Letter of the Day:The right to vote must never be treated lightlyy
THE EDITOR, Sir:
It is now being said that as many as (fifty) 50% of the Electorates might not vote in the upcoming Elections set for the 25th of February, 2016. It is also being said that the vast majority of those who have indicated an intention not to vote are young voters. This is a sad state of affairs and to a great extent is an indication of the failure of our educational system, our political leadership and indeed the media to educate young members of our country on the importance and the history of Universal Adult Suffrage.
Universal Adult Suffrage was not a gift to us at the initiative of the British. It was something that our fore-parents fought for, struggled for and several lives were lost in the battle for equal rights and justice over the years. The citizens who have indicated that they will not be voting gave a number of reasons for their decision. It appears that the majority of them are contending that they do not see what benefits they will get from participating in the democratic process. These citizens need to understand that should they withdraw their participation in the electoral process and the country ends up without a democratic system and instead descend into dictatorship they are likely to be far worse off than they are now.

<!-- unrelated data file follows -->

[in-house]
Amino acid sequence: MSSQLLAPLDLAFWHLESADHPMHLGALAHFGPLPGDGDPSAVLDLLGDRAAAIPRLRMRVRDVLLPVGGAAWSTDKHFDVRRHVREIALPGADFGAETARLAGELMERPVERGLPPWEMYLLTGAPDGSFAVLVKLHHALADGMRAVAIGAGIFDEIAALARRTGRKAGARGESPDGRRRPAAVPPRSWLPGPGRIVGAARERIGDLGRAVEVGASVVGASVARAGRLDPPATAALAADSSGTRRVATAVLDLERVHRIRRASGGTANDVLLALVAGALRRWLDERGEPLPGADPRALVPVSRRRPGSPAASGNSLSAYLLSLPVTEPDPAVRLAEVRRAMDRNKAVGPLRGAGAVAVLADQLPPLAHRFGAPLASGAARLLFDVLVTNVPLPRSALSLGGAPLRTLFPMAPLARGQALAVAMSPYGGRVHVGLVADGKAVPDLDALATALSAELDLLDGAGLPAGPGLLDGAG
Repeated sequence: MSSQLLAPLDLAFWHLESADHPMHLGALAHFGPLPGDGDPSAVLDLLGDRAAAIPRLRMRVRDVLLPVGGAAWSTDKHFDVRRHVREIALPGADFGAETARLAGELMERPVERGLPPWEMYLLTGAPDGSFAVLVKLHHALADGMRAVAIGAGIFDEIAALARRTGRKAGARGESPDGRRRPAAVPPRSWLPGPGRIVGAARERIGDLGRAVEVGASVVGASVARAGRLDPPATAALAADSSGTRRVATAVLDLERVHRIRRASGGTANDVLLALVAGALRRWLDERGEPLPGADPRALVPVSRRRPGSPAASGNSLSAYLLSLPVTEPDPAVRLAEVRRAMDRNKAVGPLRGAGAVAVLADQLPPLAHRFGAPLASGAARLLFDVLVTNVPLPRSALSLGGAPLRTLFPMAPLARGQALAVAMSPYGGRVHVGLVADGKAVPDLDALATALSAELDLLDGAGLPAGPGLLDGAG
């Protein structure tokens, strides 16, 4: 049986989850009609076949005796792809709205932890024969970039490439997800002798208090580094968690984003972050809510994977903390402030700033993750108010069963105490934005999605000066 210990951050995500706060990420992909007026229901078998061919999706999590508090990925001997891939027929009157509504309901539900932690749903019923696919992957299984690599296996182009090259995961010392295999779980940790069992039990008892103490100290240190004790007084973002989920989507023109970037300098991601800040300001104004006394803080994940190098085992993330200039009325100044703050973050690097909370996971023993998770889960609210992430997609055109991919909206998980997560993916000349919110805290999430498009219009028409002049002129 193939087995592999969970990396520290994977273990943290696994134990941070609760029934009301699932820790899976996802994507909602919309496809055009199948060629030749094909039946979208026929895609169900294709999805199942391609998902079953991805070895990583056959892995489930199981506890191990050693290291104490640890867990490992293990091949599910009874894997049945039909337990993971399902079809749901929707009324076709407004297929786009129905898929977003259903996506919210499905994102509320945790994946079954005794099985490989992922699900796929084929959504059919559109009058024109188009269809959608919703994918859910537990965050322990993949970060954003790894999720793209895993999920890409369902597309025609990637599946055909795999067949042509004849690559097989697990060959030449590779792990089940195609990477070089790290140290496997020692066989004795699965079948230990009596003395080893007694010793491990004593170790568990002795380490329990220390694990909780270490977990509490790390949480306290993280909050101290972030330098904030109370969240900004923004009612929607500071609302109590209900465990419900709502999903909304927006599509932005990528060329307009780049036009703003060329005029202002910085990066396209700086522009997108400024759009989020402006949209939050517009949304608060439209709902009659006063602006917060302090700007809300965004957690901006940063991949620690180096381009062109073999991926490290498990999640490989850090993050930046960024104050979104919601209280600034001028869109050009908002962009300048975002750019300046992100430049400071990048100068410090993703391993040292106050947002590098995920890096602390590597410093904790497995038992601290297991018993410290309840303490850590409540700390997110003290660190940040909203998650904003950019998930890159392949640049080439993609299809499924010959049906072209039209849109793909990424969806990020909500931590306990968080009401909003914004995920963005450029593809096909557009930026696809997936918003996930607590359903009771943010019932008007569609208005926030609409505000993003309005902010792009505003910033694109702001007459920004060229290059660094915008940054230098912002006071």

The first thing that we need to appreciate is that a failure to vote has the potential of giving the country not necessarily the best government but the government that attracts the most voters from the few who will vote. If we take it that one of the parties is a lesser evil of two evils then the non-voters should proceed to vote for the party they consider to be the lesser evil as to stay away and not vote may result in the party which is the greater evil becoming the government. In deciding which party is the lesser of the two evils the non-voters should assess both parties along the following lines: the history of performance of the party; the current situation in the party in terms of the talents in the party; the human resources in the party and the policies of the party (not promises and gimmicks which should be ignored).
The non-voters should ask themselves; of the two parties which is the better one that should be put in charge of the country. Which is the better party that should be given the responsibility for social services, the development of infrastructure, health service, the educational system and the economy.
Having assessed the parties in the areas stated above, the persons not deciding to vote because "none no better than the other" should now decide which of the two parties is the lesser of two evils, and having made their assessment, they should turn up at the polling station and cast their vote for the party they have assessed to be the lesser of two evils. To stay away from the electoral process is to betray our fore parents, some of whom sacrificed their lives for us to get the right to vote.
The right to vote should never be treated lightly. It is something we fought for and we should defend, protect and use with pride.
Linton P. Gordon